Smart contracts can also empower eco-friendly people and groups. In the case of reforestation, an individual may be rewarded in the form of tokenized carbon credits, which could be sold to charities, crowdfunding campaigns, or even enterprises trying to demonstrate their green impact. Because tokenized carbon credits can only be issued if satellites or IoT devices report considerable reforestation to a smart contract, these organizations can verify that their funds have truly had an impact. Smart contracts can also provide eco-friendly consumers with greater alternatives for energy use. Using smart contracts, decentralized energy networks like the Brooklyn Microgrid Project are allowing users to create and trade solar power with their neighbors through a blockchain-based exchange. Solar energy trading between neighbors can cut energy transit costs and greenhouse gas emissions. While many consumers are already adjusting their own consumption patterns, a social transition will likely involve linking financial incentives with more sustainable buying decisions. Using smart contracts and real-world data, users may automatically receive incentives or punishments depending on their consumption patterns, triggering behavioral changes that education alone would not have achieved. Another project working on such initiatives is NetObjex is placing IoT sensors in hotels to track guests' water and energy usage. Using oracles, smart contracts may automatically compute and compensate visitors depending on their consumption stats.

  1. Using Crop Insurance to Mitigate Risk

Global climate change is already affecting weather patterns. Agriculture is particularly vulnerable to changes in weather patterns, such as droughts and winds, because it is largely uninsured and unregulated. The traditional insurance firms have failed to adequately cover small-time farmers in emerging nations, despite the fact that 75% of agricultural risks remain uninsured. As a result, most have highly uncertain circumstances. Bad weather may cause farmers to lose money, causing families to be relocated and crops to be destroyed. Agricultural producers will be hit hard if the effects of climate change continue to escalate. Fortunately, smart contracts that use oracles to adjust to changing weather conditions can help mitigate risk for those with limited resources. For example, Arbol and Etherisc provide smart contract-based crop insurance to farmers worldwide. For example, farmers may utilize smart contracts to specify requirements for contract execution (such as a specific quantity of rainfall) and then use oracles to track weather patterns. The farmer is paid automatically if the oracle network reports a given measure has been reached. A farmer may now safeguard their financial future with only a smartphone and smart contracts that can connect to meteorological data through oracles.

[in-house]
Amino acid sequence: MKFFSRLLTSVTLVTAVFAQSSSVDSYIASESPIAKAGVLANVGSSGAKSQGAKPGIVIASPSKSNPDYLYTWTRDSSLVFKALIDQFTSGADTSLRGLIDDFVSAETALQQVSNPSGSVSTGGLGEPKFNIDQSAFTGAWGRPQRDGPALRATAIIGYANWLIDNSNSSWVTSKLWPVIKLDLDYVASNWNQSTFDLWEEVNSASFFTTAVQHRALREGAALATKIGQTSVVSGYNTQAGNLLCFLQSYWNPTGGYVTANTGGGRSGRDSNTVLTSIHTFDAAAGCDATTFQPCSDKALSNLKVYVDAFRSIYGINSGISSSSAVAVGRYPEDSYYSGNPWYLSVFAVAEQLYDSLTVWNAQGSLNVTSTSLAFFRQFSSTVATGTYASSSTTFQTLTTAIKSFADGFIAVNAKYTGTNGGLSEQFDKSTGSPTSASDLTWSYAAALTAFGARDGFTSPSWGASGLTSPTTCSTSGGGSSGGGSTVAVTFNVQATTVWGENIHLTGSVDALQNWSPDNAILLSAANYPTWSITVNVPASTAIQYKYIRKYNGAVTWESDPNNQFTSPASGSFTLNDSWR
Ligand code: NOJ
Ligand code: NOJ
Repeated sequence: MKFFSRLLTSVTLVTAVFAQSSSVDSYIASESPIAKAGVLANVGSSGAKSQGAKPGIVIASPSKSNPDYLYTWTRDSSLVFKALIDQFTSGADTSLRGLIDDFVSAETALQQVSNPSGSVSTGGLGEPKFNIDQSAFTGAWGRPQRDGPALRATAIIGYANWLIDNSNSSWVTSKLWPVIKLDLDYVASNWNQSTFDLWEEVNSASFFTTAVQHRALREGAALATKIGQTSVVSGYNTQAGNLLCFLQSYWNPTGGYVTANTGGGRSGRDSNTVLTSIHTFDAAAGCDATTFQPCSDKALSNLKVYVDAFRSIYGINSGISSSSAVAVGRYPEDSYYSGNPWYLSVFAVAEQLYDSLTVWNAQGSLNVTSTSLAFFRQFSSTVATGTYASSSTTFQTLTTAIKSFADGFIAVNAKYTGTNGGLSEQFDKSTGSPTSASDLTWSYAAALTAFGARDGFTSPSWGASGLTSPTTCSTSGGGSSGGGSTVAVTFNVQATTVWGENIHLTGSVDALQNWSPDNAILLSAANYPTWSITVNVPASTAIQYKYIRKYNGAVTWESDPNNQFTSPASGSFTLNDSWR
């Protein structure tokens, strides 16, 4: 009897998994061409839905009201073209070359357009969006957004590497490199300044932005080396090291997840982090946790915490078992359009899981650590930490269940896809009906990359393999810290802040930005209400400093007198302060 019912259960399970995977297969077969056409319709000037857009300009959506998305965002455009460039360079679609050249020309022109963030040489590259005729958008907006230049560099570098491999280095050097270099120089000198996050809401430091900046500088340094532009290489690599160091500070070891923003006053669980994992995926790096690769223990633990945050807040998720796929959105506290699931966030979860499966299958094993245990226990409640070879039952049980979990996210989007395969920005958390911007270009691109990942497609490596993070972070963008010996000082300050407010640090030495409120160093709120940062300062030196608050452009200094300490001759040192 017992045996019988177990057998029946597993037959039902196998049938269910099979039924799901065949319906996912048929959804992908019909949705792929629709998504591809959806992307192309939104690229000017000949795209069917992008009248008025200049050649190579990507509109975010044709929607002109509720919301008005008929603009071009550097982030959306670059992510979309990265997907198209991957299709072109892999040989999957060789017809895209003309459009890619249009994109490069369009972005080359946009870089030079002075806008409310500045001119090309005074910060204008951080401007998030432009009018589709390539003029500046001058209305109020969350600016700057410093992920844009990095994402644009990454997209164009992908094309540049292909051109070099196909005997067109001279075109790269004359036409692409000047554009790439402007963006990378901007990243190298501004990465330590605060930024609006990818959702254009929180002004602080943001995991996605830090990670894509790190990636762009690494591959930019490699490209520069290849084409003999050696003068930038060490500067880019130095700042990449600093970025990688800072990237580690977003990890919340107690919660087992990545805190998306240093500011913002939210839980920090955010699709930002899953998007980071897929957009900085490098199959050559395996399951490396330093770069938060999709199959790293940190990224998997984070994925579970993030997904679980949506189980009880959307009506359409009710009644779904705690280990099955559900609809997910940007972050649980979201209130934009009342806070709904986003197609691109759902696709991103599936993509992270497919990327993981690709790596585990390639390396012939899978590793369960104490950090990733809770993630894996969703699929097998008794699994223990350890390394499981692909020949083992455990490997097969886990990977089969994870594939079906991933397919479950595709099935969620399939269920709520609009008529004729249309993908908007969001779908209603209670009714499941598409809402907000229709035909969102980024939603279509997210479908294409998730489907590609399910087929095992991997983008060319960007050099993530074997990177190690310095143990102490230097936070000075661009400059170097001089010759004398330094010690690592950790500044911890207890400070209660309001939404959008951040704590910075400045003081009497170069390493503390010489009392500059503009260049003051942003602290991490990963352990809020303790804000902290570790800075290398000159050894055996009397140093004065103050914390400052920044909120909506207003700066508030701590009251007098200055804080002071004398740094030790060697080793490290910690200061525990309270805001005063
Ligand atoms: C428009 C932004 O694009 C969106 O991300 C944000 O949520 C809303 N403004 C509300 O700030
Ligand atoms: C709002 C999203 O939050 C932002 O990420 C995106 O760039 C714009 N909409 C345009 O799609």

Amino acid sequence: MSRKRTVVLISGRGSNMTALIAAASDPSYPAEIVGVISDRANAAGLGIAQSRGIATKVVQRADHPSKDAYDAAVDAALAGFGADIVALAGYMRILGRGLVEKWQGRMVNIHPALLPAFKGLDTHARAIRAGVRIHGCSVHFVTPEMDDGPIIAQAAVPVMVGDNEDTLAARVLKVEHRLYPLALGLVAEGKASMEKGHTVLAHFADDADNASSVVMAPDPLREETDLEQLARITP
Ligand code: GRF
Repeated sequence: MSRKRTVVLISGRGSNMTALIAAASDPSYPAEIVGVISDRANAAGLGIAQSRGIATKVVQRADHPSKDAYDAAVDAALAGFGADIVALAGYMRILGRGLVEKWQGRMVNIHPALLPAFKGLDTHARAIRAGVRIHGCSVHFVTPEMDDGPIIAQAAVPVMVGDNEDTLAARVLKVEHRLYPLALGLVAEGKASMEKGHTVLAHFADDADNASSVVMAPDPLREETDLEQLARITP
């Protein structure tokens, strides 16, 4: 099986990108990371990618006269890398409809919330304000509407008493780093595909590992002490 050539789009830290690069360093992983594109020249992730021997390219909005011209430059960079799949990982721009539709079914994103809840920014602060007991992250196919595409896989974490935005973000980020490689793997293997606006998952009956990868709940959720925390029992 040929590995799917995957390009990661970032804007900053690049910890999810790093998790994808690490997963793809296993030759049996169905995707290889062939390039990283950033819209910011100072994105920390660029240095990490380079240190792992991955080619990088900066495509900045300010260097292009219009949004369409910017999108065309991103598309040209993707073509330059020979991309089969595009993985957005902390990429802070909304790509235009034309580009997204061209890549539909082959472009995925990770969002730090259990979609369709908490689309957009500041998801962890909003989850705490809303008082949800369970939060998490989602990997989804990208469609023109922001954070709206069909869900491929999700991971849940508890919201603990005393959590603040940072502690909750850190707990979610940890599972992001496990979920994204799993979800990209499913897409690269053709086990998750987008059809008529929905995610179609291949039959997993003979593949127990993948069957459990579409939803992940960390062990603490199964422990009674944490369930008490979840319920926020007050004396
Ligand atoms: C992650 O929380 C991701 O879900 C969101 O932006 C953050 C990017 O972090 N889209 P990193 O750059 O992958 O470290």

1. Enforcing Climate Commitments

Using smart contracts, blockchains could minimize the risk of moving backward, by pressuring states to make their obligations to climate action with a fund. If a state fails to meet its carbon offset promises, its deposit may be seized and redistributed to those who have. Commitments are more easily enforced when they are staked on the blockchain.

Closing Thoughts!

Similar to how the internet today is far more than just emails and databases, blockchain technology is much more than just decentralized money. This new era of smart contracts powered by blockchains and oracles can offer totally new forms of incentives for sustainable human consumption. As climate change continues to be a heated topic of discussion, we must emphasize that the environmental effect of this budding ecosystem will be determined by more than just one project's consensus mechanism.


   Source
Back to the list